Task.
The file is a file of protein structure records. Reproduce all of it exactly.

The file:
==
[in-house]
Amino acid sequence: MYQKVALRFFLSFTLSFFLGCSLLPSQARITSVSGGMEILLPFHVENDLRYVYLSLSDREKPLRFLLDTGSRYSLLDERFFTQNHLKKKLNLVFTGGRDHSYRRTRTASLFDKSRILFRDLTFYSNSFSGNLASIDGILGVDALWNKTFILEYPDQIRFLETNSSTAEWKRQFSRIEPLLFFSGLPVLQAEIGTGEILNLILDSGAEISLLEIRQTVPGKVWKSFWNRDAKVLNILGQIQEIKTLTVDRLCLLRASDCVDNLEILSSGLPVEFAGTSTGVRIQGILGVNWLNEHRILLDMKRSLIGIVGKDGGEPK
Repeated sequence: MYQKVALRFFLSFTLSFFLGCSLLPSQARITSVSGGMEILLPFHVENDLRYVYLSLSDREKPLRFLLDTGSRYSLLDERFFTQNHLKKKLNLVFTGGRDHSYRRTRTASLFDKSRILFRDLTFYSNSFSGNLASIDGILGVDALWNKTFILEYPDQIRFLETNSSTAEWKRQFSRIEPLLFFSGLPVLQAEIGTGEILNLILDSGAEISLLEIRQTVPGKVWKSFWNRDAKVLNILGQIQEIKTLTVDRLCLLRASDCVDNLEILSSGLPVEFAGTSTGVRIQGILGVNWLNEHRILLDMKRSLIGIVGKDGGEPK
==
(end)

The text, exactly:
[in-house]
Amino acid sequence: MYQKVALRFFLSFTLSFFLGCSLLPSQARITSVSGGMEILLPFHVENDLRYVYLSLSDREKPLRFLLDTGSRYSLLDERFFTQNHLKKKLNLVFTGGRDHSYRRTRTASLFDKSRILFRDLTFYSNSFSGNLASIDGILGVDALWNKTFILEYPDQIRFLETNSSTAEWKRQFSRIEPLLFFSGLPVLQAEIGTGEILNLILDSGAEISLLEIRQTVPGKVWKSFWNRDAKVLNILGQIQEIKTLTVDRLCLLRASDCVDNLEILSSGLPVEFAGTSTGVRIQGILGVNWLNEHRILLDMKRSLIGIVGKDGGEPK
Repeated sequence: MYQKVALRFFLSFTLSFFLGCSLLPSQARITSVSGGMEILLPFHVENDLRYVYLSLSDREKPLRFLLDTGSRYSLLDERFFTQNHLKKKLNLVFTGGRDHSYRRTRTASLFDKSRILFRDLTFYSNSFSGNLASIDGILGVDALWNKTFILEYPDQIRFLETNSSTAEWKRQFSRIEPLLFFSGLPVLQAEIGTGEILNLILDSGAEISLLEIRQTVPGKVWKSFWNRDAKVLNILGQIQEIKTLTVDRLCLLRASDCVDNLEILSSGLPVEFAGTSTGVRIQGILGVNWLNEHRILLDMKRSLIGIVGKDGGEPK